Draped Figure RecliningArtist(s)James Abbott McNeill WhistlerArtist NationalityAmerican (North American)Object Creation Date1893-1894Medium & Supporttransfer lithograph printed in six colors on laid Japan tissueDimensions
9 11/16 x 13 5/8 in. (24.6 x 34.5 cm);9 3/4 x 13 5/8 in. (24.65 x 34.5 cm);18 1/16 x 22 1/16 in. (45.8 x 56 cm)Credit LineBequest of Margaret Watson ParkerLabel copy
Draped Figure, Reclining
Transfer lithograph, printed in six colors, on laid Japan tissue
Second state of two (Way 156; Chicago 56)
Bequest of Margaret Watson Parker, 1954/1.468
This delicate lithograph shows how expertly Whistler combined the elements of his work to create the richest resonance among color, image, and medium. Working with the master printer Henri Belfond in Paris, he oversaw the color mixing and printing of this image himself, adjusting the color of each impression to harmonize with that of the paper being used—warmer hues on cream paper, cooler colors on white or ivory papers. This impression is particularly light and luminous; Whistler’s ability to convey the diaphanous quality of the drapery is superbly matched to the translucent and gossamer quality of the paper.
March 28, 2009
Whistler’s taste for understatement and suggestion reaches its apogee in a work such as the Draped Reclining Figure—one of his exceedingly rare color lithographs. During the mid-1890s, Whistler made a number of works in paint, pastel, and lithography depicting female figures in diaphanous drapery. The elements of the work are minimal: a female figure recumbent on a couch, holding a fan. That so much can be conveyed through so little is a testament to Whistler’s delicate handling of the medium.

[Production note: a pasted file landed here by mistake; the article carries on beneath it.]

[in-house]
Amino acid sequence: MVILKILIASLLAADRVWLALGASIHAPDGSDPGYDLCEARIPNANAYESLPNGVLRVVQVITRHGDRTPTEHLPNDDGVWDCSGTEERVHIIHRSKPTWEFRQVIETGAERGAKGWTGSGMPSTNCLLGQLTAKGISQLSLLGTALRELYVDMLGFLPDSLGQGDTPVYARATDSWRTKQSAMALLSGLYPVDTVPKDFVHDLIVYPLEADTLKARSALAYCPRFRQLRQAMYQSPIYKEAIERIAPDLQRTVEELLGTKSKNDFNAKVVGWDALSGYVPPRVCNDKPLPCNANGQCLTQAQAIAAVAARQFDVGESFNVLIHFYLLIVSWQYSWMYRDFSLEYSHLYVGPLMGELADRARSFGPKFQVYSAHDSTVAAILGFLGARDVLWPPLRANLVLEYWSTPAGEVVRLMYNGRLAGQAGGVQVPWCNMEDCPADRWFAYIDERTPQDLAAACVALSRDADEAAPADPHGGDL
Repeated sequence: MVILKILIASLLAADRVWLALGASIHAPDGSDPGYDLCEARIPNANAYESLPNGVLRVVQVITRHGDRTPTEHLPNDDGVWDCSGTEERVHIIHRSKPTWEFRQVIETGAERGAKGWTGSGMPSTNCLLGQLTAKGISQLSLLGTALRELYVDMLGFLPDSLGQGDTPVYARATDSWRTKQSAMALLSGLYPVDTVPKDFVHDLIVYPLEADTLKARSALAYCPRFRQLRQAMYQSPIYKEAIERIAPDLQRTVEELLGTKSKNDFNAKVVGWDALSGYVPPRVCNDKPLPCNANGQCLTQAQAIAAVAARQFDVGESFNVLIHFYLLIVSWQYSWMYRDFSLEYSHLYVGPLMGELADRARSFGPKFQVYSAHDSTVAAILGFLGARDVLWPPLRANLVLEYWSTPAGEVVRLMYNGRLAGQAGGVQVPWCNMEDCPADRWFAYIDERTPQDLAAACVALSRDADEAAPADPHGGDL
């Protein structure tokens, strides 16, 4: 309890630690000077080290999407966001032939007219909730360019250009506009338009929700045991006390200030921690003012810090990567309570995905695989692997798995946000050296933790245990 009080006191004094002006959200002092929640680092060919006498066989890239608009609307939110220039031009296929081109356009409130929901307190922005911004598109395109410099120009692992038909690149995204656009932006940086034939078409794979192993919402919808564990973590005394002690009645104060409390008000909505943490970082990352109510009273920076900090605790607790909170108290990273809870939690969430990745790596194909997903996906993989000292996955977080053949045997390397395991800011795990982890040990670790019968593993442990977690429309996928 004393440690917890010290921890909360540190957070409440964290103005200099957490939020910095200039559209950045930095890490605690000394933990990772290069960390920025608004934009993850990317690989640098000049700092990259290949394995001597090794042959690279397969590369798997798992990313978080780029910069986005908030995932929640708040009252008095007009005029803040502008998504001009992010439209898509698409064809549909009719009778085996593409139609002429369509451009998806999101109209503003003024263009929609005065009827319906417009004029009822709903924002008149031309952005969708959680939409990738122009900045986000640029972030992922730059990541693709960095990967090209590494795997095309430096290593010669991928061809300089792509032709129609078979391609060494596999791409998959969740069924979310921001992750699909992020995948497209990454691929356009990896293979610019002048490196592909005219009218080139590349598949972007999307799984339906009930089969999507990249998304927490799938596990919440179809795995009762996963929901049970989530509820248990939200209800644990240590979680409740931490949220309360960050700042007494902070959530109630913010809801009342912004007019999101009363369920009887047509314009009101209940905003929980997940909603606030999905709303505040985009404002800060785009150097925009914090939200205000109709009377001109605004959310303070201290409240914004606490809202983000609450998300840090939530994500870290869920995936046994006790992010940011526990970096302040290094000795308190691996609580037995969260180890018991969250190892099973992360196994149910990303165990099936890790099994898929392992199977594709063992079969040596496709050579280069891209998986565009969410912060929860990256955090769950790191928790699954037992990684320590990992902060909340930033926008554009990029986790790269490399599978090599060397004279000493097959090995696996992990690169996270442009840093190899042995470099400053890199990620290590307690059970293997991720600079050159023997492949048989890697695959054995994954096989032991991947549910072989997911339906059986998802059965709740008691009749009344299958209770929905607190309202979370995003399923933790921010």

In this period technical improvements had made lithography a satisfying medium for further exploration. The most critical change was the introduction of transfer paper as the support, rather than a stone. This allowed Whistler to carry a folio of transfer paper sheets, making lithographs nearly identical in process to drawings. The printing of the drawing (which is transferred from the transfer paper to a stone and then printed as a standard lithograph) is treated differently in each of the handful of impressions of this image—the coloration, for example, varies slightly. Whistler’s sensitivity to the medium extends to his choice of paper, here a translucent Japan tissue that reiterates the gauzy diaphanous quality of the drapery.Subject matter
The female figure, both draped and nude, was a subject matter that occupied Whistler beginning the 1860s. This was drawn in his studio in Paris and was printed (as with Yellow House, Lannion) by Henri Belfond. This rare and exquisite print shows how skillfully Whistler matched his image to the paper employed: the diaphanous drapery of the reclining figure is superbly evoked through the translucent quality of the Japan tissue.Physical Description
A female figure, dressed in diaphanous green drapery with a purple and green cap over her curly blond hair, holds a fan as she reclines on a cloth-covered couch. Her left leg is up on the couch while her right leg and arm drape over the front of the couch; a patterned pillow seen near her left leg mirrors the colors on the fan. The wall behind them also appears to be draped with fabric. On the wall to the right is a flower-like symbol that is the artist's "butterfly" signaturePrimary Object Classification Print Primary Object Typecolor printCollection AreaWesternRights
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couches (reclining furniture)